The common location of simple bone cysts

Simple bone cysts would occur most commonly at the proximal humerus and then at the proximal femur. It is unlikely to see it in other locations. Since these two locations are common active and weight-bearing places, patients could suffer pathological fractures often. In addition, if the patient is older (older than 20 years old), a simple bone cyst would commonly occur at other rare locations such as calcaneus, iliac bone, and so on. If it occurs at the calcaneus, it often brings pain and pathological fractures to the patient because the location is the weight-bearing place for walking and running

Simple bone cyst mostly originated from the metaphysis, and it is almost unlikely to invade epiphysis and joint surface. Medically, we divide the bones into epiphysis, metaphysis, and diaphysis. Most bone tumors occur at the epiphysis

Simple bone cysts have a rather special feature. The tumor that grows at the metaphysis will grow 'higher', pushed by the newly developed bone from the metaphysis to the diaphysis as the patient ages.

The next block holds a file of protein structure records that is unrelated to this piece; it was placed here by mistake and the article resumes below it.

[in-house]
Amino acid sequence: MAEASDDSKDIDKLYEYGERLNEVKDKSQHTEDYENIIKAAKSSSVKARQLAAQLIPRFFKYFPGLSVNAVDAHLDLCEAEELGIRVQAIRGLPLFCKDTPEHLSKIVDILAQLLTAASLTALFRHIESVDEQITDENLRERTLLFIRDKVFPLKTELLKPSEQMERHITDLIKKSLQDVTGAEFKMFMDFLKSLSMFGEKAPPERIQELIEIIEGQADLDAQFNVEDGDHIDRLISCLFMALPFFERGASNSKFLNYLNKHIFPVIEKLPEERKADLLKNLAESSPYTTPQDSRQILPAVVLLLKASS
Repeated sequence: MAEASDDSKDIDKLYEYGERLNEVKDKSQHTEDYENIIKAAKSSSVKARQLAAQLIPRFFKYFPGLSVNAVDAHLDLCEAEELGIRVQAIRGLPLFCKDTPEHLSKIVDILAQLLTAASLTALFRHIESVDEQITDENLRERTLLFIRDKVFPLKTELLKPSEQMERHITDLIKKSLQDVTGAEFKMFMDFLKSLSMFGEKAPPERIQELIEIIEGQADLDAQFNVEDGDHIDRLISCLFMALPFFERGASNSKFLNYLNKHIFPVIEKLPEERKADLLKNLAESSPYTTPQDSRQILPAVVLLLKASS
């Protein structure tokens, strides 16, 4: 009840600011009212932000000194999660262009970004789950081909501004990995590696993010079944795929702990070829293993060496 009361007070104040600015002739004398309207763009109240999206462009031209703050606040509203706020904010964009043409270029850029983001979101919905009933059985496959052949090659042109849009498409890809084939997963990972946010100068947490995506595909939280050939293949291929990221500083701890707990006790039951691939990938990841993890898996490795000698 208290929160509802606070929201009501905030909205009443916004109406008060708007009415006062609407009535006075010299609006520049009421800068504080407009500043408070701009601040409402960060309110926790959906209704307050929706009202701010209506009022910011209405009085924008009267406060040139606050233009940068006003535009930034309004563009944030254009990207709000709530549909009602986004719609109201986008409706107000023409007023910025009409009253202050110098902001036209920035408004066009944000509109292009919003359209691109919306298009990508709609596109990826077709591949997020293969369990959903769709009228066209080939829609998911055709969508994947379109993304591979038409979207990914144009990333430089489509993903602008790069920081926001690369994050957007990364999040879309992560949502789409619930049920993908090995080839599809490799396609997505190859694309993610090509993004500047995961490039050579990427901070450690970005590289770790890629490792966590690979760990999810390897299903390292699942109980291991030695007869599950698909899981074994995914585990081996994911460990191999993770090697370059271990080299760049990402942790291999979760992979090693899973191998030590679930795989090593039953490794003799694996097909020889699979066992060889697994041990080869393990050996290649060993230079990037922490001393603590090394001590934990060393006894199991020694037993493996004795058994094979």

When the patient is young, the simple bone cyst grew at the metaphysis (upper left). As the bone lengthens, the simple bone cyst was pushed to the diaphysis (upper right)

Imaging performance of simple bone cyst

Under X-ray images, a simple bone cyst grows more in the central location of the bone, generating mild expansion of the bone. Unless there is a pathological fracture, the periosteal reaction will not occur. It also won't break out of the bones and invade the surrounding soft tissue. In MRI images, homogeneous intermediate signal intensity in the T1 signal exists at the lesion, and homogeneous high signal intensity in the T2 signal is discovered. These are typical discoveries of simple bone cysts.

X-ray image of the expanded bone resulted from a simple bone cyst (upper left). MRI image (T1) with a homogeneous intermediate signal intensity (upper middle). MRI image (T2) with a homogeneous high signal intensity (upper right).